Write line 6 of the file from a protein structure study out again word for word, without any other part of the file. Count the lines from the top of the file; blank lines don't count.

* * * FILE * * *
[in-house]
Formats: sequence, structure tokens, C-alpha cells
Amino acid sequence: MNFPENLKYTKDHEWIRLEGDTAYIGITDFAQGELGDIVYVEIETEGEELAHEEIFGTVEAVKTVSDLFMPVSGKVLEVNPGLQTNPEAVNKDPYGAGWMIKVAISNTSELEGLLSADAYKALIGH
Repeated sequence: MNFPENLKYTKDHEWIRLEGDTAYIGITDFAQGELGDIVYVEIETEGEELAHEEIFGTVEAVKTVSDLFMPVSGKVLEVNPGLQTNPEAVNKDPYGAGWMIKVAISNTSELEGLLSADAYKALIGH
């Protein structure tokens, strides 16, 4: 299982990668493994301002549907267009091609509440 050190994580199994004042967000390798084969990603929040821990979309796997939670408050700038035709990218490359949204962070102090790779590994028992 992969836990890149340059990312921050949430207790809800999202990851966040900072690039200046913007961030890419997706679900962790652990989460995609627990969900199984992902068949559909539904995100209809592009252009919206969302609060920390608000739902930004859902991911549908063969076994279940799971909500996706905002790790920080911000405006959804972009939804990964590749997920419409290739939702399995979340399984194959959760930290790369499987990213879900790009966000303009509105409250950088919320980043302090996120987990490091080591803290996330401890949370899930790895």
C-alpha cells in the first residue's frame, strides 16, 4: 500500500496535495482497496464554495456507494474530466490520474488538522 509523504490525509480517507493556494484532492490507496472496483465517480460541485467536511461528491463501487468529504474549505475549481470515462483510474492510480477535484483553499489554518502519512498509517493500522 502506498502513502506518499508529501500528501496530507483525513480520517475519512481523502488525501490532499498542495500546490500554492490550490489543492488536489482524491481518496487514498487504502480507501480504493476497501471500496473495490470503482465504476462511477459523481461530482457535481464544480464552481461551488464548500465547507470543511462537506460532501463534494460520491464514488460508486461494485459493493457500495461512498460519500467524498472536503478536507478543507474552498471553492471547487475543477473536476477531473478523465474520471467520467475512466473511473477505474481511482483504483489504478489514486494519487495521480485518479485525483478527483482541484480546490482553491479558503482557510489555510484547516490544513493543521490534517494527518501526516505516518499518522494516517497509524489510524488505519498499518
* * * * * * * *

C-alpha cells in the first residue's frame, strides 16, 4: 500500500496535495482497496464554495456507494474530466490520474488538522 509523504490525509480517507493556494484532492490507496472496483465517480460541485467536511461528491463501487468529504474549505475549481470515462483510474492510480477535484483553499489554518502519512498509517493500522 502506498502513502506518499508529501500528501496530507483525513480520517475519512481523502488525501490532499498542495500546490500554492490550490489543492488536489482524491481518496487514498487504502480507501480504493476497501471500496473495490470503482465504476462511477459523481461530482457535481464544480464552481461551488464548500465547507470543511462537506460532501463534494460520491464514488460508486461494485459493493457500495461512498460519500467524498472536503478536507478543507474552498471553492471547487475543477473536476477531473478523465474520471467520467475512466473511473477505474481511482483504483489504478489514486494519487495521480485518479485525483478527483482541484480546490482553491479558503482557510489555510484547516490544513493543521490534517494527518501526516505516518499518522494516517497509524489510524488505519498499518